For dessert, early season Alphonso mango was served with gingerbread, passion fruit, whipped ewe’s milk yoghurt and lime. This was a refreshing dish, the lime working well with the yoghurt, and the mango contributing their lovely fragrance (16/20). Chocolate pave was served with milk ice cream and candied hazelnuts, the latter working well with the chocolate (strong 15/20).

Service was very good, as it always is here. Overall this was a much better meal than the last one I had here under the previous chef. I had previously downgraded the score for La Trompette and was on the verge of doing so again based on my last meal here, but under Mr Weston things are clearly back on track, even in the first week of operation. There are limits to how high La Trompette can aim given its price point and the ceiling this imposes on ingredient quality, but the technical level of cooking seemed to me getting back on track today, and I think that the new chef is on the way to restoring the culinary standards of La Trompette, which had slipped under the previous incumbent.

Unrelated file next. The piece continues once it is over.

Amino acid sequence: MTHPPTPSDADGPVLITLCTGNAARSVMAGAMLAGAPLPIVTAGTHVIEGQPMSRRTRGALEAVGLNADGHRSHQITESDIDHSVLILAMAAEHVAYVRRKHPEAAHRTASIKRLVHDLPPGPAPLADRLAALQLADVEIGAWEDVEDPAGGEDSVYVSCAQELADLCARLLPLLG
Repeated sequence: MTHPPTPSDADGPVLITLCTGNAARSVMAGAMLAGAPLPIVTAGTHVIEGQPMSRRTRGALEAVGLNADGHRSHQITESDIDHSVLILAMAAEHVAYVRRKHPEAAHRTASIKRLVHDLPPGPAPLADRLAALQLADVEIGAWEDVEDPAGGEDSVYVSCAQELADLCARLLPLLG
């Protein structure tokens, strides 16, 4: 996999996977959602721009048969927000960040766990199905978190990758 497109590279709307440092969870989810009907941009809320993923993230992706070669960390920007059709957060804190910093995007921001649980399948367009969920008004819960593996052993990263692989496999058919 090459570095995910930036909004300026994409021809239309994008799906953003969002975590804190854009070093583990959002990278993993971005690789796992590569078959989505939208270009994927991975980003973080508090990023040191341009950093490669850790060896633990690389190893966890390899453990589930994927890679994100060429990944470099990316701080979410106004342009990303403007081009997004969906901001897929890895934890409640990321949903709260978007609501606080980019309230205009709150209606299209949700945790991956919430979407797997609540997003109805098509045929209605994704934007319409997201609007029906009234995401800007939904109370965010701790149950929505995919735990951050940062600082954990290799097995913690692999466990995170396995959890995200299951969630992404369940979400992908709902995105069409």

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Further reviews: 15th Oct 2018 | 08th Sep 2017 | 05th Jan 2017 | 13th Dec 2012

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  • Ian Hoare